This week Penumbra Theatre opens its run of "The Dutchman" and "The Owl Answers," two surreal one-acts that delve into race relations, sexual politics and biracial identity. In many ways, the plays remain as challenging — and revealing — as when they were written 50 years ago.
In "The Dutchman," a beautiful white woman boards a subway car and sits down next to a buttoned-down young black man, and begins a flirtation. Over the next hour the conversation evolves into a tense psychological roller coaster ride, as the woman alternately seduces and mocks the young man.
Written by Amiri Baraka at the dawn of the Black Arts Movement, the two characters are metaphors for their respective races. Director Lou Bellamy explained that the woman represents the evil within the dominant white society.
"You can deal with evil when it's ugly and sweaty and mean, but this is an attractive kind of evil — she calls as a siren, almost, to this young black male," he said. "Sex is always interesting, especially forbidden sex. And that is a lot of what's going on in this play."
The name of the play, "The Dutchman," evokes the legend of The Flying Dutchman, a ghost ship doomed to sail the oceans forever — just as these two characters appear destined to repeat this dance forever.
Penumbra Theatre has paired Baraka's play with an even more surreal work in the second half, Adrienne Kennedy's "The Owl Answers." Bellamy said that to his knowledge, it's the first time the two plays have been presented side by side.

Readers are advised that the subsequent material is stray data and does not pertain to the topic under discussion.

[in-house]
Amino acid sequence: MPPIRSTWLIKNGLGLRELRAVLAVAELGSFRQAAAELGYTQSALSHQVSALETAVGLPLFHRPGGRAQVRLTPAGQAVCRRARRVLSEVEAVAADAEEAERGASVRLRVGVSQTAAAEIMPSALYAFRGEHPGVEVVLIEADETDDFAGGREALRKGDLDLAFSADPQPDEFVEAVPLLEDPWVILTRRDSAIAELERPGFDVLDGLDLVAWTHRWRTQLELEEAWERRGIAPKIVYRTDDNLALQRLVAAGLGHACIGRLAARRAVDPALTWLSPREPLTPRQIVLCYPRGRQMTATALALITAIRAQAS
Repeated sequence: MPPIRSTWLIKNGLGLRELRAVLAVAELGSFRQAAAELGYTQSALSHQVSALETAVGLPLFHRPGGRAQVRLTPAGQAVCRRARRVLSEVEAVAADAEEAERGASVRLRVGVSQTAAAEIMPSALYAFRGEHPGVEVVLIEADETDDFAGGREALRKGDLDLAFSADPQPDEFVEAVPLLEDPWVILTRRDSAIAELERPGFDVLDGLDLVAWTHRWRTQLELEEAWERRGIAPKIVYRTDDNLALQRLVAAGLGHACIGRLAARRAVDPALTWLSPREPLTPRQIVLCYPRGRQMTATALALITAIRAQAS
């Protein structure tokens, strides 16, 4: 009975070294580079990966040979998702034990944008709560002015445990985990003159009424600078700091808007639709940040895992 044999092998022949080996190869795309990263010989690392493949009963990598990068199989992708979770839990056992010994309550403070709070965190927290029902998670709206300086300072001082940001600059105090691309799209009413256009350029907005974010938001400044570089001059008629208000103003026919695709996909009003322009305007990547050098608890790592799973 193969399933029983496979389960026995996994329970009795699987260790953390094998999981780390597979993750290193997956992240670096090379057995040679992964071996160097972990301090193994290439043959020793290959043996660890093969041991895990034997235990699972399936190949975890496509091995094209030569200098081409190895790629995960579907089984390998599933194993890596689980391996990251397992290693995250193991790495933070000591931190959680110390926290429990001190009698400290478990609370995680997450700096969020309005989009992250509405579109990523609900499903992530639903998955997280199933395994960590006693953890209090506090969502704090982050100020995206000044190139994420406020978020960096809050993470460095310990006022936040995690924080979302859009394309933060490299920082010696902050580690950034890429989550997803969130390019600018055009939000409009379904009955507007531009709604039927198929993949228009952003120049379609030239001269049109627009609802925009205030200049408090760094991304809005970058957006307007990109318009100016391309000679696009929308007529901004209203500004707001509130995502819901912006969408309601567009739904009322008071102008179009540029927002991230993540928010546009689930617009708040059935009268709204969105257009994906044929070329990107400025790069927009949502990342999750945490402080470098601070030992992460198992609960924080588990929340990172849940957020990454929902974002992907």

"The Black Arts Movement, out of which both these plays sort of sprang, had its own issues inside of the movement," he said. "There was a bit of misogyny ... so a female black playwright and a male black playwright were very seldom thrown into contestation with each other."
In "The Owl Answers," a young woman of mixed race searches to understand why she can't claim her white heritage.
Talvin Wilkes, who directs "The Owl Answers," said that racial oppression and segregation are a form of madness, and what Adrienne Kennedy depicts in her surreal play is how that madness leads to one woman's psychological break.
She's berated by Chaucer, Shakespeare and William the Conqueror. What appears at first to be a subway car transforms into a cage upon which perches an owl.
"Suddenly all of these ideas can take on the monstrous hallucinatory phantasmagorical idea of what a kind of madness can be," Wilkes said.
Lou Bellamy cautioned that these two plays are powerful, especially when paired with one another.
"Many of the dark skeletons that exist in all of us will be exposed here," he said. "When an audience walks in to these two plays, they're on thin ice. And they should know that. This is not going to be your happy little walk in the park."
Yet amid the darkness there's humor and beauty, Bellamy said, adding that it's the sort of experience one gets only in live theater.
"The Dutchman" and "The Owl Answers" run through March 27 at Penumbra Theatre in St. Paul.
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